Newspaper Page Text
Yule-Tide Pranks in the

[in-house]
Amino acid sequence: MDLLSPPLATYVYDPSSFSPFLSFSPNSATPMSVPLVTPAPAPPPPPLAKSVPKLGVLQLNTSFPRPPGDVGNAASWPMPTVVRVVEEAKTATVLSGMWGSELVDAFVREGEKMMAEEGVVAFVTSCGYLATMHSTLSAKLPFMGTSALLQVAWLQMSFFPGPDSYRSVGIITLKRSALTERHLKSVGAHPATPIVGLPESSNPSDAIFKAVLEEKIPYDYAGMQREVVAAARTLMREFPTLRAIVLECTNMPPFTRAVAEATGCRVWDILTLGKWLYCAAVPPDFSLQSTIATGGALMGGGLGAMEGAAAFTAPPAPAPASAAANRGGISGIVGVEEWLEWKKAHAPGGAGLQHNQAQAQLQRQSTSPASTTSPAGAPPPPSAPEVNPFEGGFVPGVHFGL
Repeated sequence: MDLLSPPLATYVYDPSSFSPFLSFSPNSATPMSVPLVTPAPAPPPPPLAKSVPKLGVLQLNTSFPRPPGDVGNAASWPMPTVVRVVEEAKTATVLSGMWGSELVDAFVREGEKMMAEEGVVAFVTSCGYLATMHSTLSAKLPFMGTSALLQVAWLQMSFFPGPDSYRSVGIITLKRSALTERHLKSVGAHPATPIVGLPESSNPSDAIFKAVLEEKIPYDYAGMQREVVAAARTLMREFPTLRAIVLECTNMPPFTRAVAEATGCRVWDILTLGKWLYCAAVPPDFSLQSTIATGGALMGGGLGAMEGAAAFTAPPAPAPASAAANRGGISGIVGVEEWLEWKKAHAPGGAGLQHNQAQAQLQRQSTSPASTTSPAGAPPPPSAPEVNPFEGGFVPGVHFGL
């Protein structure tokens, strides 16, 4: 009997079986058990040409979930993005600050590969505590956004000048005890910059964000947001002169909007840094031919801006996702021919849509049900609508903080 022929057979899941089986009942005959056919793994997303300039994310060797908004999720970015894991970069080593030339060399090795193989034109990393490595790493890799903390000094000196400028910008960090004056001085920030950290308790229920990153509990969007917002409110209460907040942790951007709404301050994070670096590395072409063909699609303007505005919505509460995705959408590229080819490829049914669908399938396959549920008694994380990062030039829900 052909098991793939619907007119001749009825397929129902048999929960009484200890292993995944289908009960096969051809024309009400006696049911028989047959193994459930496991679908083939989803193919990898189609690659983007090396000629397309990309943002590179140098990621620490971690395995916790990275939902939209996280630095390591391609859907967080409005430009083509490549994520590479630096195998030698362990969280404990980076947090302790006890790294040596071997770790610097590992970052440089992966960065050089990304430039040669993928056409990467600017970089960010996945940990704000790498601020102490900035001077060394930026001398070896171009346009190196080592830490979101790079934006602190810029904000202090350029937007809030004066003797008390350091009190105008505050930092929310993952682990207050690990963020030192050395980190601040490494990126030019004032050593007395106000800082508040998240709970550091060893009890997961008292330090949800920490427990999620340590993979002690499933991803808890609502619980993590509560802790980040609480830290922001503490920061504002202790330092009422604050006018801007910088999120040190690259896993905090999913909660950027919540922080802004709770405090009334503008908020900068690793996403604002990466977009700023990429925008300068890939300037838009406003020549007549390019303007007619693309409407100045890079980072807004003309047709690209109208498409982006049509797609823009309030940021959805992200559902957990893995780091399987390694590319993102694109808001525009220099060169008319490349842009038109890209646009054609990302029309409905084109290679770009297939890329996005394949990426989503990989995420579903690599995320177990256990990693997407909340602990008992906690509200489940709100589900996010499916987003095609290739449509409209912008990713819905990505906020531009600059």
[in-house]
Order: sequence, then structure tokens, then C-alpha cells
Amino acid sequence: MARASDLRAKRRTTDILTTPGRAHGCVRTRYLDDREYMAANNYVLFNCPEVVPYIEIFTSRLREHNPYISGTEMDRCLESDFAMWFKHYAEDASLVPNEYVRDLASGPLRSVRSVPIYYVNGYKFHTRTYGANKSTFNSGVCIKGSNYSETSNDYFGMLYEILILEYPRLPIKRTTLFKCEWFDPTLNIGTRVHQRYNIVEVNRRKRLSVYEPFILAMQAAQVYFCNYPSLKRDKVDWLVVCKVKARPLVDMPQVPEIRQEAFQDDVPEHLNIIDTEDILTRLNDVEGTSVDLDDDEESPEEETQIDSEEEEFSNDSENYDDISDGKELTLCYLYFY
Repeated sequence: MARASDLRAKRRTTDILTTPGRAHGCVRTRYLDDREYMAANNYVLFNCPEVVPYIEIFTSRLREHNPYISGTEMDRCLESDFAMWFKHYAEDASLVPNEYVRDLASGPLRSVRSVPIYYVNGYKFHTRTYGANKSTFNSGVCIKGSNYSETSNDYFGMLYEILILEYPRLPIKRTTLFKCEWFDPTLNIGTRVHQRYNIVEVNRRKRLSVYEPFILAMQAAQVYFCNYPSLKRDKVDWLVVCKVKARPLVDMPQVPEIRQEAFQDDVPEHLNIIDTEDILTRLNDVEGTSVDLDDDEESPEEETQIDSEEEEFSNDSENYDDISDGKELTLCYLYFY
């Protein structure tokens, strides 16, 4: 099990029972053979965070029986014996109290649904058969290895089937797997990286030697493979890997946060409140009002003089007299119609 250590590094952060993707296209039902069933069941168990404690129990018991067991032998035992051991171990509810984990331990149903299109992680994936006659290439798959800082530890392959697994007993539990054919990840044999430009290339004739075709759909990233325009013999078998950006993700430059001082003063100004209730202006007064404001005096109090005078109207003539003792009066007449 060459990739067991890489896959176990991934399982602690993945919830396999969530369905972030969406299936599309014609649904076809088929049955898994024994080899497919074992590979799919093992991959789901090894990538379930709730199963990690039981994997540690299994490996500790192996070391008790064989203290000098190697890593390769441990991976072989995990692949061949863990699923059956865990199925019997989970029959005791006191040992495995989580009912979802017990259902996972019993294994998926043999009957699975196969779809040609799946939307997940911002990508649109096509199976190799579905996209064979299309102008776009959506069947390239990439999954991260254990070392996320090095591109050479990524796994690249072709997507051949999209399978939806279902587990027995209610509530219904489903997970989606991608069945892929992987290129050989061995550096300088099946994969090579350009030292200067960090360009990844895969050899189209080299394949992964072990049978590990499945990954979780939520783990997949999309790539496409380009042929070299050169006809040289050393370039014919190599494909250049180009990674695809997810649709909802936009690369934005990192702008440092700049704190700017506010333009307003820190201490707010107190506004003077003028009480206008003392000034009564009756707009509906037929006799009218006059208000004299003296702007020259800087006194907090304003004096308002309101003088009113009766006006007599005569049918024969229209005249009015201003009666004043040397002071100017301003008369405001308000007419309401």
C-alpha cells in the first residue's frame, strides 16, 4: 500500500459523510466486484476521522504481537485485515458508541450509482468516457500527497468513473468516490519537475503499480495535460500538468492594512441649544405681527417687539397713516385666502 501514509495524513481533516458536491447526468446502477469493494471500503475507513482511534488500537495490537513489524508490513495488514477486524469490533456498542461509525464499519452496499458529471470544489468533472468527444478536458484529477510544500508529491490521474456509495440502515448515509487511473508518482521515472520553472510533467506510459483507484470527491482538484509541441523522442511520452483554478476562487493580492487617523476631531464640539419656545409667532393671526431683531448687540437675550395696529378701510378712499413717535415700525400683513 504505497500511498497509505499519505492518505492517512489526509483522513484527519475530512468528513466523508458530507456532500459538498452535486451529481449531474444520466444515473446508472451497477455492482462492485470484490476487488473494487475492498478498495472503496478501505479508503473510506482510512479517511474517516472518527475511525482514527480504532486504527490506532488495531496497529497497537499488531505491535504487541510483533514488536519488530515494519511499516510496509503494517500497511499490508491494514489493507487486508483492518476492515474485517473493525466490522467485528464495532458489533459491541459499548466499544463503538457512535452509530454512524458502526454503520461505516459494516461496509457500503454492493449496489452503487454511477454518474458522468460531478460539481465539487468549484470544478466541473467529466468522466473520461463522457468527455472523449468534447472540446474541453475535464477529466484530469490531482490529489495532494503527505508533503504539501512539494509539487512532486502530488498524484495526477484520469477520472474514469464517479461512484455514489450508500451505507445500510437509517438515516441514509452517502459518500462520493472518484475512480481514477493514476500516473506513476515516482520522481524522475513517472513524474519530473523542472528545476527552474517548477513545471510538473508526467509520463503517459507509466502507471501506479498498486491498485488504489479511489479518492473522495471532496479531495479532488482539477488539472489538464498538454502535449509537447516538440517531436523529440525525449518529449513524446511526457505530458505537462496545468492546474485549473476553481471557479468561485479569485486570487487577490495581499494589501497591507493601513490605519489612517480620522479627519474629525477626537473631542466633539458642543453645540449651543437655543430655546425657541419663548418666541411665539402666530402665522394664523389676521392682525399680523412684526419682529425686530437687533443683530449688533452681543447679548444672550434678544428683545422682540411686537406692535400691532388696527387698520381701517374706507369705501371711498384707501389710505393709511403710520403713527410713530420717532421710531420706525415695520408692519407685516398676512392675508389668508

U.S. Navy T »HE ENURE holiday season and especially Christmas day. Is pre-eminently an occasion V for “letting down the tars" with reference to the ? personnel of the enlisted force of the U. S. navy. 1 Ordinarily pretty rigid discipline is enforced on the warships of our navy—as Is necessary where so many men are crowded together in close quarters— but at the joyous yule-tide season the officers are wont to tllow the bluejackets pretty free rein for their frolics. This latitude is allowed not merely because Christmas week is uni versally recognized as an occasion for mirth and merriment. Folly as potent is the fact that a general good time at Christ mas keeps Jack from getting homesick for the sort of family WJMT/J y<? LETTERS TO THE TDLRJ AT ROAfE reunion that most other people are enjoying during the closing week of December. Of course, any one of Uncle Sam’s tars may enjoy an old-faehionoed Christmas at home if the ship to which he is attached happens to be in a port where his parents or other relatives reside, but. naturally, that is a rare contin gency for any of the boys in blue. The average naval seaman Is bound to be away from home on Christmas and he lays plana accordingly Many of the features of the average Christmas program in the navy indicate above all else that excess of animal spirits that might be expected from a whole community of red-blooded and militantly healthy young men who have been cooped up for some time previously. This accounts for the prominence given to sports and athletic contests In the yule-tide program. Of course muscular competitions do not monopolize attention on this day of days There are other red-letter events on the twenty-fifth of December, not forgetting the traditional Christ mas spread and the almost inevitable minstrel show which rounds out the day. It is in connection with these, by the way. that the men-o’-war’s-men play many of the pranks, the privi lege of practicing which they claim as their Inalienable right on such occasions. Your keen-witted naval sailor dearly loves a Joke on any occasion and all through the year the bluejackets display that propensity for playing pranks that might be expected of a body of husk) lads who combine with strenuosity that irresponsi biUty which comes with the comforting assurance of an unfailing supply of substantial rood and warm clothing. At Christmas this spirit reaches a climax. The tars play pranks on each other; they play pranks on their officers, who cannot resent such attentions at this time, and they are pretty apt to play pranks on every body In sight. They start In before daylight on Christmas morn- ing. when many of the boys swing themselves out of their hammocks unusually early In order to •'dress’’ the ship with holiday greens ere the sun Is up. Usually the glbea for the offl cert are reserved for the mlnstre* show In the evening, but there have been occasions in the history of the navy when the bluejackets played decidedly practical Jokes on their superiors In connection with the Christmas dinner For in stance. at Shanghai. China, a few years ago. a delegation of the en listed men got ashore almost as soon as the ship dropped anchor in port, and having forestalled the wearers of gold braid they proceed ed to "corner" the limited market of turkeys. Thus they had plenti ful slices of the light and dark meat at their spread, while the ward-room mess had to put up with a not altogether satisfactory sub stitute. The high prices paid for fowl on this occasion constitute but one of many Illustrations that might be cited to prove how lavish are the bluejackets In their expen ditures when It comes to providing ammunition for the proper observ ance of Christmas. The mischievous nature of these boys grown tall crops out in the character of many of the contests that take place on Christmas after noon. There are boxing, wrestling and fencing contests that are in deadly earnest, but there are also such merriment makers as egg races, ptftato races, three-legged races, sack races, etc., and Anally there are ludicrous pie-eating con tests and similar stunts. A time honored Christmas prank aboard Yankee Aghtlng ships Is that wherein a procession of fantastic ally garbed sailors visits the cap tain’s quarters, carrying a bucket of whitewash, and petitions the commanding officer to literally or figuratively wipe out all scores or demerits standing against members of the crew for minor Infractions of the rules. If the master of the craft Is not utterly lacking In that tact and discernment which makes for popularity In the navy, he hast ens to take cognizance of the spir it of the day by granting this re quest for universal clemency. The opportunities for enjoyment open to our American bluejackets at Christmas have been materially enhanced by the present policy of having the warships, whenever possible Bpend the holidays In some populous port. For instance, the plan, at this writing, is to have the big battleship Aeet spend The Bad Bill "He reminds me”—Senator I*afol lette was condemning a corrupt pol itician who had come a cropper—"he rersinds me of Harrison and his bad five dollar note. "Harrison hurried down to New York for the Hudson-Fulton celebra tion. He had In his vest pocket a bad flve-dollar note, and one night after a banquet, getting out of a taxicab, he haried tbe driver this bad note by Christmas in New York harbor. This means plea ty of entertainment for the bluejackets when tbey have "shore leave,” and It likewise gives many of the tars opportunity to entertain fair friends aboard and proudly show them over tbe Aoatlng fortress. A CHRISTMAS ARGUMENT Ob* noralai la ft* lh« Holly aad the MUIe- Met. aad otralshtway lata araraaieat they fells -vAiT Holly la hla pride bla eery hardrat tried To aho«v he **■* hy far the greatest a welt. -Oh, tjj. jolly, folly, folly!*’ erled the Mlaleto* to "To give yoaroelf the allly airs yoa dot \ JLJ For >oa'll very aooo dad oat that the world, with- 1 // \ not o doobt. Coaid get aloag qalte aleely wlthoat yon.- “ Ah * * •‘■•w. I kaow. ■ kaowr aald Holly to the Misha oe, “Toa’re aa eat loos as ever yoa eaa bei S'- v .A>- Aad yoa’re rroaa aad aagry very, ‘raaar yoa ////7 IP-mTiT havea’t got a berry ■“d vonad. aad bright aad heaatlfal. Ilk* A aawered Mlaletoe tbea. laaghlagi “Why, of . I I # room* >oa’re oaly ehafflm. ,—<'U' ' **| If l*ve a berrry too, aa pare and white as aaow. Every Christmas Hate they dad me, aad they taka me la aad blad me Juat above tbe door, aa very well yoa kaow.** “What a allly tale yoa’re telllag!- eroded the 110 - V, ly, proudly awelllag. MW “For ooe of you they’ll uae a dosea of aw. ✓ Yoa’re an Interloping personi aad yon oaly grow, The braorbeo of some other kind of tree. J “Now, to children, I’m tbe symbol of the nights f-1 y w °\ 'Z wheo ’Haot-the-Thlmble,’ ’Rllad-Maa’a Had,’ and aurh games keep them A\* T « ont of bed| \ And the plum-pnddlog at dinner, yoa will dad, Always has a sprig of holly la hla head." * »Thea tbe Mlaletoe aald, wlaklagt “There’s Juat on* a mall polat. I’m thlaklag. That yon have altogether failed ta aeet If at Christmas time I’m mtaalag, why there can’t da the palm, yon mast admit, belongs to at." Now the moral of this story la. If yoa’re Inclined la yoar own Importance, you are sure to dad Tbat la others* estimation yoa’ve a less Impodtaat ——■ Aad la ■rgaaeat yoa may get left behind. mistake. The driver gave him hia change—a dollar bill —and drove off very hurriedly. "Then Harrison became aware of what he had done, and he shouted to the man: "‘Hey, stop! That bill’s bad.’ "‘lt’s good enough for you!’ the driver called back, defiantly, putting on even greater speed. "And Harrison, examining his dollar By WALDON FAWCETT CHRASTMAS ATHLET/C£~Z //Y THE NAVY s 4 change under a steel lamp, perceived that it was a counterfeit." Coincidence in Names. In a New York public school one of the teachers has four pupils whose names are the same as her own, and the principal and the janitor get each other's mall for the same teason. An other singular thing In this line oc curred not long ago on the East side, where the clergyman and the man and woman whom he married had the same name. m m l LAL///T/YC/A tr CWAASTSfAS CAEST/HGS -w BY SLAG CASZMJJ/YG » Another new line of policy in the navy that makes all holi days more worth while Is that outlined In the recent order of the secretary of the navy which prescribes that work aboard our warships shall be reduced to a minimum on Sundays and holi days. Even ship inspection and In spection of the crew are dispensed with on such occasions—or rather is tt ordered that such functions shall take place on some.other day and that the men be given prac tically a "free day" for their own amusement. Hluejackets who do not attend as participants or onlookers the Christmas athletic program may often be found on the holiday reading in come un frequented corner of the ship, wri ting to loved ones at home, play ing cards, or mayhap exchanging Christmas geetlngs with friends on other ships of the Aeet by means of the picturesque wig-wag system of Aag signaling. The Business Instinct. A small Detroit boy was given a drum for a Christmas present, and was beating it vociferously on the sidewalk, when a nervous neighbor appeared and asked: "How much did your father pay for that drum, my little man?” "Twenty-five centa, sir." was the reply. "Will you take a dollar for It?** "Oh, ycr, sir," said the boy eag erly. "Ma said she hoped I’d sell It for ten cents." Tbe exchange was made, and the drum put where it wouldn't make any more noise, and the nervous man chuckled over his stratagem. But to his horror, when he got home that night, there were four drums beating In front of his house, and as he made his appear ance. the leader stepped up and Bald, cheerfully: "These are my cousins, sir. I took that dollar and bought four new drums. Do you want to give us $4 for them?** The nervous neighbor rushed In to the house in despair, and the drum corps is doubtless beating yet in front of his house. Doctors Versus Lawyers. Most lawyers take a keen delight trying to confuse medical experts In the witness box in murder trials, and often they get paid back In their own coin. A case Is recalled where the lawyer, after exercising all the tangling tactics without ef fect, looked quizzically at the doc tor who was testifying and said: "You will admit that doctors sometimes make mistakes, won't you?” "Oh, yes; the same as lawyers," was the cool reply. "And doctors' mistakes are burled six feet under ground," was |be lawyer’s triumphant reply. ‘fYes," he replied, "and the law yers' mistakes often awing in the air."—Philadelphia Public Ledger. A Time to Give. Every boy and girl should make something to give to another at Christmas time; there Is scarcely anyone who is not able to do some thing to make another person hap py at this season of the year. Literary Note. There’s a big difference between the book bug and the book worm. The book bug lays the book and then batches It and the book worm devours It If he doesn't get sick after his first bite. A Casual Inquiry. "I never have tasted liquor of any kind nor used tobacco nor uttered an oath in my life.” “Urn! You haven’t, eh? Do you wear ruffles on your night shirt ?”—Exchange. PUMP TO IRRIGATE Windmills Sometimes Used, But Cannot Be Relied Upon. Efficiency of Rotary Pump to High, Usually Exceeding, in Large Sizes, That of Any Other Style. Hydraulic rams are of little value for irrigation. They do excellent work for supplying water for a res idence or for a few head of stock, but for more than a few acres of land a ram Is out of the question. If water is to be secured from wells of small diameter more than 30 feet in depth it is necessary to use a cylinder submerged in the water in the well, the plunger being operated by means of a rod. Windmills are sometimes used for'operating these pumps, but as the wind cannot be depended upon entirely it Is a good thing to use a gasoline engine or a motor so con nected that it can be used when the, wind does not blow. U is seldom possible to secure more than 200 gallons of water a minute from a deep well and in order to se cure this it is necessary to have about a ten-inch casing, using a cylinder eight inches in diameter with a SC inch stroke, writes Edwin C. Reybold in Denver Field and Farm. These outfits usually range in capacity from 5- to 20 gallons a minute. Ro tary pumps are excellent, but rather expensive in all sizes. Their efficiency is high, usually exceeding in large sizes that of any other style of pump. When it is possible to connect direct to a slow-speed water wheel there is nothing better than a rotary pump. It cannot be used direct connected to motors unless gears are used, since the speeds are very slow while those of motors are high. If a small quantity of water is de sired and the head rather great, ex ceeding 5 feet and up to 150 feet, it is necessary to use some form of positive pump and as a rotary pump is rather high In price a horizontal piston pump is frequently used. These pumps In capacities from 15 100 gallons a minute are quite reason able in price. A still better form of pump for these heads, and one which may be used for any head up to sev eral hundred feet, is the triplex pumi* The cost of this pump is considerable, but it has the best efficiency of all. as It will deliver water with a less con sumption of power than any other. Such pumps are used very generally for city water works. It Is probable that over 95 per cent, of all water pumred for irrigation Is handled by centrifugal pumps. They may be had in anr capacity from ten gallons a minute up t 0200.000 or 300,- 000 gallons a minute. They are also made for any head desired, some be ing used in mines for pumping to lifts of over 1,000 feeW They are also widely used for pumping directly Into mains of city water works and into pipes conducting to the various hydrants for irrigating lawns. Centrifugal pumps are made In two styles, horizontal and vertical. Hor izontal pumps are usually recom mended when It is possible to place them within suction limit of the sur face of the water. Water may be sucked as much as 20 or 25 feet at sea level, but at an altitude of 5,000 feet It Is not customary to place the pump more than ten feet above water, and the closer the better the results will be. Vertical pumps are used when conditions require them. For Instance, the Palisade irrigation dis trict uses vertical pumps geared to vertical water wheels. When water Is pumped from wells vertical pumps are also frequently used, as shafts may be extended to the surface and a quarter-turn belt used between the en gine and pump. Or a vertical motor can be connected direct to the pump shaft. Never use a vertical pump when It is possible to use a horizontal, as the difficulties encountered In prop erly Installing them are great and i roper oiling is almost Impossible. The standard type of vertical pump is a terrible consumer of power. Good Spray Pump. A good spray pump should be part of the equipment df every garden. For the small garden a good bucket, com pressed air or knapsack pump will be most satisfactory, while for larger gar dens a barrel pump, with an attach ment for spraying several rows when occasion demands, or an automatic nump geared to the wheels of the truck will be found more economical of time and labor. The small com pressed air sprayer Is handy, a* it leaves both hands free for use. and is therefore useful If it is desired to spray two or three small trees, pos sibly with the use of a step ladder to reach their tops. A supply of those insecticides which are needed every year, such as parts green, arsenate of lead, whale oil soap, tobacco dust, cop per sulphate or prepared Bordeaux mixture, Bhould be laid In at the be ginning of the season, so that no time may be lost when an insect In vasion occurs. Building Irrigation Ditch. In building an irrigation ditch, say one or two miles long, how much fall should It have to the rod. For a goofl, substantial ditch to carry water to Ir rigate 160 acres, what should be the dimensions? R. M. F., Twin Falls, Idaho. Ans. —The fall for such an irrigation ditch should be about from a quarter to a half an Inch to the rod. The size of a ditch to irrigate 160 acres of land will depend largely on the fall available and the character of the soil. Under ordinary conditions a ditch 12 Inches wide with a diameter of three feet six Inches on the top and 18 inches deep on a grade of not less than one-fourth of an Inch to the rod should be sufficient. If a steeper grade can be secured the size of the ditch can be reduced correspondingly. Gather Sweet Corn Seed. Seed corn should be gathered before serious frosts and hung up where It will dry thoroughly. It should not be allowed to freeze before It becomes absolutely dry. This precaution should also be taken with all other varieties of seed corn. It Is best to remove U from the stalk before it gets dead ripe. KILLING AN ALFALFA CROP May Be Done on Irrigated Land in Midsummer—Moist Soil De composes Foliags. There is often some difficulty It getting rid of a stand of alfalfa. For satisfactory work a sod plow with a long moldboard should be used. The share should be kept In good cutting condition by frequent sbarpenlngs and a file should be taken along into the field and the edge of the share sharp ened several times a day. The plow should be set to cut several inches less than the full width ao that no alfalfa roots at the outer edge of the furrow slice will be left uncut. The depth should be from four to five in ches. hi order that the alfalfa roots may be cut with a drawing cut rather than a lifting one do not give the share too much suction, but set to run nearly straight from point to keel. A lifting cut may be prevented by having one and a half or two inches of the edge rolled so as to run almost flat on the bottom of the furrow, thus cutting ahead of the lift and avoiding a dragging cut. A horizontal cutter may be bolted to the landside to cut a part of the roots In the next fur row. Alfalfa may be killed qulfe suqgeas fully on irrigated land in midsummer. The fields may be irrigated a short time before plowing. Let the land be harrowed after plowing to close ft up and preserve moisture. Do not let the ground dry out, but irrigate If necessary. With the soil moist and the weather warm the roots as well as the foliage turned under will de compose* readily. The decay spread ing to the roots insures the killing of the alfalfa. Late in the fall plow again, this time deeply: Alfalfa may also be killed satisfac torily by fall plowing. This should be shallow so as to leave the roots ex posed. which will ensure complete killing during winter. Deep plowing in spring will cover them up. Some kill alfalfa successfully by plowing late in spring when it 1b 10 to 12 inches high. Whether the plowing be in midsum mer or In fall' the roots should be finally left In the ground to decay, as thereby the full fertilizer*’value of the alfalfa Is secured. Some farmers rake out the roots and haul them off In wagon loads. Much valuable organic matter and plant food Is lost by such a practice. ALFALFA IMPROVES THE SOIL It Is Chief Leguminous Crop and Can Supply Nitrogen Which Ordinary Crops Do Not Add. Alfalfa is Just as important as an Im prover of the soil as it is as a hay crop. If the fanners realized this and managed their cropping accordingly they would be vastly more prosperous. The difficulty is not that there Is not enough alfalfa grown but that the farmers are loth to plow It up and In troduce some rotation. Our soils are very well supplied with the mineral el ements essential to plant growth, but are deficient in humus and nitrogen. Fortunate It Is that these constituents which are lacking can easily be added by growing alfalfa. Such crops as small grain, potatoes and sugar beets add scarcely any nitrogen, but on the other hand draw upon that con tained In the soil. Grain stubble and such portions of those crops as be come incorporated into the soil supply humus. Since alfalfa la our chief le guminous crop and can supply the ni trogen which ordinary crops do not add to the soil Its great value for soil improvement may be appreciated. GENERAL FARM NOTES. Feeding is Important, but the hen house needs constant care, too. Do not feed the pullets until they will have no ambition to forage. Keep fresh warm milk separate from the old, as it keeps better. Keep the heifer Intended for the dairy in thrifty, growing condition. Test your milk. It Is not quantity so much as quality that counts. Don’t let the weeds have a chance to seed. That is sowing trouble for next year. Winter cover crops will greatly as sist and reduce the cost of carrying stock through the winter. Sand burs should be burned off as soon as they dry up. Then disk and plow the land, leaving It rough. The larger the losu the less the cost per bushel for marketing, and that is where good roads have their In nings. Deep, rich soil, of an alluvial na ture, soli which contains plenty of hnmus, la excellent for planting small fruits. If a small grain crop does not catch or Is winter killed, the land will be left In splendid condition for planting spring crops. It costs less to cultivate one-fourth of an acre on the most intensive sys tem than it does to treat an acre In the usual slipshod manner. One reason for the continued popu larlty of the Ben Davis is that there are thousands of city folks who don’t know what constitutes a good eating apple. Self-Supporting Farms. An old farmer said with some troth: “If It were not fcr the factories and railroads we would still be swapping cheap butter at the stores for high priced sugar, tea and molasses.” There are those who assert the old times were better when the farms were “self-supporting” and before the factory people came, says the New England Homestead. But suggest tc such that there is still a chance tc live under exactly those conditions: In a new country like the far north west, and they show no enthusiasm to leave their comfortable homes tc get back Into primitive conditions, where farm products as well as land is cheap and plenty, but money and comfort scarce. Forty years ago the “simple life” was still a sure enough reality. Most farmhouses had bare floors except in the parlor, and coun try families went to church In a spring wagon. It was easy to ex change good* at the store, but the dealer took a wide margin both way* and there was very little cash from any source. When you come to think it over the world has moved after all The Philosophy of Jugs. “Hey, 7 o’ Gid! What fo’ yo* want to look in dat Jug so? Can’t you git the cork out?” “ ’Taint no cork in. Say, Mingo," broke off Gid, perplexedly, “how ebber can the darkness In this yah Jug keep the light from going in at the hole?” “ ’Taint that way,” was the knowing reply; “It is the light what keeps the darkness from shinin' out.” —Success. It takes a clever oculist to cure an egotist of his I trouble. —Harper’# Weekly. Both Depend on the Batter. Nick Altrock, one of the real funny actors on the ball field, boarded at the same hotel with “Jiggs” Donahue last winter, and one morning at the break fest table, in conversation with “Jiggs,” said: "The buckwheat cakes at this hotel remind me of a baseball game.” “How’s that?” asked Donahue. “The batter doesn’t always make a hit,” —Terre Haute Tribune. “Did you ever play football when you were a boy?” “Only when I stub bed my toe.” WESTERN STOCK SHOW AT DENVER. January 8 to 15, 1910. During the week of the Stock Show the 13th Annual Convention of the American National IJve Stock Asso ciation will be held, January 11 to 13; also the initial annual meeting of the Beef Producers' Association of Amer ica. Tue Colorado & Southern will make a rate of one fare for the round trip from all points in Colorado. Tickets will be on sale January 9 to 14 inclu sive. Final limit, January 17, 1910. I.ady (on the bank) —My dear sir, how did you come to tumble in? Man (In the water) —My dear mad am, to be frank. I didn't come to tum ble In. I came to skate.—The By stander. COLORADO NATIONAL APPLE EX POSITION. Denver Auditorium, January 3 to 8. A rate of one fare for the round trip will be made by the Colorado & Southern railway, from all points in Colorado. Tickets will be on sale January 2 and 3. Final limit, January 10, 1910. RICHARD WATSON GILDER. The unexpected death of Richard Watson Gilder Is more than a per sonal bereavement to the thousands In every part of the land, and In other lands, to whom he was known affec tionately either in person or—even better—by the revealing personality of his poetry and other writings. To his associates of this magazine, who from the daily contact of many years knew his rare spirit, his uncompro mising scrupulousness, his high stand ards of personal influence, his large horizons of sympathy, his instinct and habit of usefulness, it must always seem that the noble qualities of the real man can never be made known to the world as they are known to us. To the readers of The Century, in which for the nearly forty years of Us existence he has been a formative and determinative force and for the last twenty-eight Its responsible and de voted editor-in-chief, his death must be like the loss of a friendly voice from the fireside, —a voice of hope and of warning, of optimistic faith and of brave encouragement toward worthy ends. —The Century. DENVER OMECTORY xBjK. $22 C. 0.0. Luring a btr- M n * s * complete |j* c oS' soil •*#ry»hfr* for It? 00 Band for our fro* cat alogue of aaddlea and harnrsa. prlcM In the V. S The Kred Mueller Saddle S llar —a Co.. I4IZ-I9 rimer HI- IVafrf. Colo. ony | I nnv In all klnda of HER* DUS I. LUUk CIIAMUNK. Mammoth cits lo* mailed free. Cor. l«th and Blake. Denver. RUGS & LINOLEUM at wholeeale prlrea. We pay the frelsht. Heat ratals* In Denver mailed free. THE HOLCOMB A HART RAW FU?S hides and pelts nn VI IUtAW Write for our complete price list and tags. Ut«hest price* paid and ull(factory returns. I.OTZ HIDE * WOOL CO. *»■'». Cafe. IraslM, IA BapM City. B. X I A DIF S’ UP-TO-DATE BTYI.EM fe.s BEST IN THE MARKET' FURS Katahllebed »TB I V II W Careful Attention to Mall Order*. THE MOWLAM I> SI ILLIS Kit V * ELK CO.* lOth and Ktout. Denver H. T. CRAIO Solicits your bualneaa, either to Kell or buy II ft DC FC Haraess.Waxons H u cat e* MM HO to' 4 n d Hnddlea. Auction Kales a a vIiVUU fT#rj Wednesday. Ipm. Went Denver Stork Varda. IJBJ Thir teenth Street. I’hone Main 3M2. PIANOS M It you intend to buy a piano this fall get this offer now. Save $lOO to $l6O. I. Psyarat Man. THE KNIGHT. r.AXPBRI.L MUSIC CO, Denver, tha « rat a oldest and largest music house. Established 1874. B. E. BURLINGAME & CO, ASSAY OFFICE -SKKU Established in Colorado,MM. Samples by mail or axpreas will receive prompt and carets lattent ion GUM &S llftf BllliM MMmH Assayed CONCENTRATION, AVALAaffISFbo sui/ssi «*' I7IS-IT3S Lawrence St.. Denver. Cole. SLIGHTLY USED PIANOS WEBER BABY 6RAND $490 GEORGE STECK GRAND $365 BALLET A DAVIS SMALL GRAND, beautiful mahogany case $485 V pa «. l P«y*n*nt on the Cable Inner Player Plano. n.fe!*. ot ee<rs c .* r, .°A£ of our a P*cl*l bar gains. $2.5 to $250. now on sale. KBHSE. HOWARD E. BURTON, ASSAYER k CHEMIST LKADVII.LE. COLORADO •seelman prices: Gold, silver, lead. $1; gold. .?. r - 7,c; F old - 00e: slno or copper, ft; Mailing envelopes and full pries list saet oa application. Control and umpire work so licited. Itefa -anca; Carbamate National Bask.